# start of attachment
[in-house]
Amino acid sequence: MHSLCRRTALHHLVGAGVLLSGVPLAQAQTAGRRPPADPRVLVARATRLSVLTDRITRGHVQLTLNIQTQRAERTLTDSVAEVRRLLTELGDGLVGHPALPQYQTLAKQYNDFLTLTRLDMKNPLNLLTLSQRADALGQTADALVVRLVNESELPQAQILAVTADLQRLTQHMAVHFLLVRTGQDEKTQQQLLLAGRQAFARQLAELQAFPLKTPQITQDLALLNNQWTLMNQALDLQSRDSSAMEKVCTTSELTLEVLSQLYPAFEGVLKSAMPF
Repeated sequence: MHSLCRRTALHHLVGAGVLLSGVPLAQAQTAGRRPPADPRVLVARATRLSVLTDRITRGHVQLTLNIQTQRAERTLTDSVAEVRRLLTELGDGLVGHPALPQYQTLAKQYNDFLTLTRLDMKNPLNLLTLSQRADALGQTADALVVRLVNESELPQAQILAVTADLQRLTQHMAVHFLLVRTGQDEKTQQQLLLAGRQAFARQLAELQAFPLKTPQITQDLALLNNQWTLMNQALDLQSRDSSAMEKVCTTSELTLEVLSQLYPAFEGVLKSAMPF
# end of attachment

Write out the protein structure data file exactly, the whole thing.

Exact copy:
[in-house]
Amino acid sequence: MHSLCRRTALHHLVGAGVLLSGVPLAQAQTAGRRPPADPRVLVARATRLSVLTDRITRGHVQLTLNIQTQRAERTLTDSVAEVRRLLTELGDGLVGHPALPQYQTLAKQYNDFLTLTRLDMKNPLNLLTLSQRADALGQTADALVVRLVNESELPQAQILAVTADLQRLTQHMAVHFLLVRTGQDEKTQQQLLLAGRQAFARQLAELQAFPLKTPQITQDLALLNNQWTLMNQALDLQSRDSSAMEKVCTTSELTLEVLSQLYPAFEGVLKSAMPF
Repeated sequence: MHSLCRRTALHHLVGAGVLLSGVPLAQAQTAGRRPPADPRVLVARATRLSVLTDRITRGHVQLTLNIQTQRAERTLTDSVAEVRRLLTELGDGLVGHPALPQYQTLAKQYNDFLTLTRLDMKNPLNLLTLSQRADALGQTADALVVRLVNESELPQAQILAVTADLQRLTQHMAVHFLLVRTGQDEKTQQQLLLAGRQAFARQLAELQAFPLKTPQITQDLALLNNQWTLMNQALDLQSRDSSAMEKVCTTSELTLEVLSQLYPAFEGVLKSAMPF